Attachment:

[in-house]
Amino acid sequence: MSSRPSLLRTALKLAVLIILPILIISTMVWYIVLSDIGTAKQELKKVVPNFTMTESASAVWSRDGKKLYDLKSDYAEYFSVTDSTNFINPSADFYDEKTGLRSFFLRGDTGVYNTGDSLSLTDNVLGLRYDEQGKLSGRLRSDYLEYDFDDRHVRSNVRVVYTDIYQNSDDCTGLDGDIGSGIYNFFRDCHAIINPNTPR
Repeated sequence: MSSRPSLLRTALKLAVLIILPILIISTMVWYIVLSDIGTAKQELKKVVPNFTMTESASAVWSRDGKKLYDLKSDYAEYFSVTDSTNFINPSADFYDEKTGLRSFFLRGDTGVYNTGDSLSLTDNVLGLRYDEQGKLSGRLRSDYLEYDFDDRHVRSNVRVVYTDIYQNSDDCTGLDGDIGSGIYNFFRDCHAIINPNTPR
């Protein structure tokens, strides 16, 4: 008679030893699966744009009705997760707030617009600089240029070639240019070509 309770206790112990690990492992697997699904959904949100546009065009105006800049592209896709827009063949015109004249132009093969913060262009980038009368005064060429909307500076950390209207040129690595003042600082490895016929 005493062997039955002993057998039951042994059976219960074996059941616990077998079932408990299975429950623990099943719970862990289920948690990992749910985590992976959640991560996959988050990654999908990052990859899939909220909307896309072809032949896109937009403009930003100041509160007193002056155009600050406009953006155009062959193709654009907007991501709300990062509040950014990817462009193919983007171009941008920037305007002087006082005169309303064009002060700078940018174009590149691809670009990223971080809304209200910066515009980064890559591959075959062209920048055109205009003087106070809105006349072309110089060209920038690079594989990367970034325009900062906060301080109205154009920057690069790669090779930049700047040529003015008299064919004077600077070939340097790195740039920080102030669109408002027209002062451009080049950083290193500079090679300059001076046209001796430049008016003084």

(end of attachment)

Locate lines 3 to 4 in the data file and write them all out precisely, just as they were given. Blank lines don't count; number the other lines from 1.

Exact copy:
Repeated sequence: MSSRPSLLRTALKLAVLIILPILIISTMVWYIVLSDIGTAKQELKKVVPNFTMTESASAVWSRDGKKLYDLKSDYAEYFSVTDSTNFINPSADFYDEKTGLRSFFLRGDTGVYNTGDSLSLTDNVLGLRYDEQGKLSGRLRSDYLEYDFDDRHVRSNVRVVYTDIYQNSDDCTGLDGDIGSGIYNFFRDCHAIINPNTPR
């Protein structure tokens, strides 16, 4: 008679030893699966744009009705997760707030617009600089240029070639240019070509 309770206790112990690990492992697997699904959904949100546009065009105006800049592209896709827009063949015109004249132009093969913060262009980038009368005064060429909307500076950390209207040129690595003042600082490895016929 005493062997039955002993057998039951042994059976219960074996059941616990077998079932408990299975429950623990099943719970862990289920948690990992749910985590992976959640991560996959988050990654999908990052990859899939909220909307896309072809032949896109937009403009930003100041509160007193002056155009600050406009953006155009062959193709654009907007991501709300990062509040950014990817462009193919983007171009941008920037305007002087006082005169309303064009002060700078940018174009590149691809670009990223971080809304209200910066515009980064890559591959075959062209920048055109205009003087106070809105006349072309110089060209920038690079594989990367970034325009900062906060301080109205154009920057690069790669090779930049700047040529003015008299064919004077600077070939340097790195740039920080102030669109408002027209002062451009080049950083290193500079090679300059001076046209001796430049008016003084």